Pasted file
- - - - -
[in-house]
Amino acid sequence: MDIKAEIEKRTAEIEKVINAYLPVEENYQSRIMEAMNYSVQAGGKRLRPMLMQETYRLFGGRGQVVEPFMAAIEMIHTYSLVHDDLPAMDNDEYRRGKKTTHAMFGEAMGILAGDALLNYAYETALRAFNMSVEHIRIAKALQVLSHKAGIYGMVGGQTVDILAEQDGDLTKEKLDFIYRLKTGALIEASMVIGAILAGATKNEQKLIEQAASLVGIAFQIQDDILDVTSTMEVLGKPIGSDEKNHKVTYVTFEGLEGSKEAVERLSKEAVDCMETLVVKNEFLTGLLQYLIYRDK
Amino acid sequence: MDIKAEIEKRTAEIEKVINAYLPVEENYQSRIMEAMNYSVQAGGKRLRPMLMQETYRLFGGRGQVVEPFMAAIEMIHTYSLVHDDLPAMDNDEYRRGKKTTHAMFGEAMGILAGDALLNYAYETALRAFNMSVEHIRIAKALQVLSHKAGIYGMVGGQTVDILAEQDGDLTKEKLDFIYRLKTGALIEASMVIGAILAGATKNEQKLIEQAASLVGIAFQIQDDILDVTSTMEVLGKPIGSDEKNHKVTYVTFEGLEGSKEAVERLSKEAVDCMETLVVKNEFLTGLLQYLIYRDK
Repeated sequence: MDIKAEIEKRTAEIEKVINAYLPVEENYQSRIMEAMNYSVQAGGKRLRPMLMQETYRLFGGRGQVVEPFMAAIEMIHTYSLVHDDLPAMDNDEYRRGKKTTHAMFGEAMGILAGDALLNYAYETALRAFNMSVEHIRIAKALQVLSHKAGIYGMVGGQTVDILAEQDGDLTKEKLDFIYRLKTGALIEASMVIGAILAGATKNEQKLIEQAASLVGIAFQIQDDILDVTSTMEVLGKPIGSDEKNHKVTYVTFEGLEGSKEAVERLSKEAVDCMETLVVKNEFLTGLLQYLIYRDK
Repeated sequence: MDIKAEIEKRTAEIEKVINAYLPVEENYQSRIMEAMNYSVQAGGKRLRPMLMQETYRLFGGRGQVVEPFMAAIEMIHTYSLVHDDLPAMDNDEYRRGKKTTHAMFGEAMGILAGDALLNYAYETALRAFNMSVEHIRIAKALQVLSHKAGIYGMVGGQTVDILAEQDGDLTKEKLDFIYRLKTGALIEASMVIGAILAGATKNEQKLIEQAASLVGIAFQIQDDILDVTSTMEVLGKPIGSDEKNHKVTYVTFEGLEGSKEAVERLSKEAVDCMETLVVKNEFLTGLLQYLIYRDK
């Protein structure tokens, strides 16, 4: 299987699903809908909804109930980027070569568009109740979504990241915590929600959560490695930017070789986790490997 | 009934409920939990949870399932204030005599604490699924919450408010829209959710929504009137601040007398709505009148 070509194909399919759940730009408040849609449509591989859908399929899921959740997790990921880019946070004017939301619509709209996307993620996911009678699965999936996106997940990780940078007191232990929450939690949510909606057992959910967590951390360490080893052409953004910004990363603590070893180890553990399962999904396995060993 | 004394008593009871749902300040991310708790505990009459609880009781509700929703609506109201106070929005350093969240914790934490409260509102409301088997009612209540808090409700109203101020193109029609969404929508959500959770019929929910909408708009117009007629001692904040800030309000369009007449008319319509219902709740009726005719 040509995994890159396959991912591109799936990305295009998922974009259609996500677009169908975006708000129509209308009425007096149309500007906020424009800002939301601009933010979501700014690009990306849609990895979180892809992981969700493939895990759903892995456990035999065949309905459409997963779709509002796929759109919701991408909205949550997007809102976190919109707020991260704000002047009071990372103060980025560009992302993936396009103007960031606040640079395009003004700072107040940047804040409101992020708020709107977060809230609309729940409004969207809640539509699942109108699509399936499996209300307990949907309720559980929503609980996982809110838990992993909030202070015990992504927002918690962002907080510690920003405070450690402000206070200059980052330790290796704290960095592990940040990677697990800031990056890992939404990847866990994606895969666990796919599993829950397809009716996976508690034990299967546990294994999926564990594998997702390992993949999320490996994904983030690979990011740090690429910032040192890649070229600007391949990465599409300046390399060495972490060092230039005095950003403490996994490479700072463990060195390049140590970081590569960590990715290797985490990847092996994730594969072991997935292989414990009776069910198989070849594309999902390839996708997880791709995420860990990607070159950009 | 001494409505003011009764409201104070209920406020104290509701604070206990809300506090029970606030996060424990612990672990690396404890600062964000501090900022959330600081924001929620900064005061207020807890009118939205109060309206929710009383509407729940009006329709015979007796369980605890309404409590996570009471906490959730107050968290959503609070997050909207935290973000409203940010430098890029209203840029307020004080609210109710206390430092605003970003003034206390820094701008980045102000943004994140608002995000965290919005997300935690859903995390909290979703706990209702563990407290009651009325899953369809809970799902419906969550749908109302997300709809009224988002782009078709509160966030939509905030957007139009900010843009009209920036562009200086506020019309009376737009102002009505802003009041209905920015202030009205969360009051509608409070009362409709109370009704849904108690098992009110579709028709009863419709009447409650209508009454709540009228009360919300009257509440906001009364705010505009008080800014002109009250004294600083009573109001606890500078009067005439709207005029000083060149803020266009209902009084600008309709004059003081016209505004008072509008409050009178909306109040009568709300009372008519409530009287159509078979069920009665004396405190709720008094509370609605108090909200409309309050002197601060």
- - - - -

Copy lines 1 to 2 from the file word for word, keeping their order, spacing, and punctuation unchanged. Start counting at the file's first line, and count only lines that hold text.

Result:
[in-house]
Amino acid sequence: MDIKAEIEKRTAEIEKVINAYLPVEENYQSRIMEAMNYSVQAGGKRLRPMLMQETYRLFGGRGQVVEPFMAAIEMIHTYSLVHDDLPAMDNDEYRRGKKTTHAMFGEAMGILAGDALLNYAYETALRAFNMSVEHIRIAKALQVLSHKAGIYGMVGGQTVDILAEQDGDLTKEKLDFIYRLKTGALIEASMVIGAILAGATKNEQKLIEQAASLVGIAFQIQDDILDVTSTMEVLGKPIGSDEKNHKVTYVTFEGLEGSKEAVERLSKEAVDCMETLVVKNEFLTGLLQYLIYRDK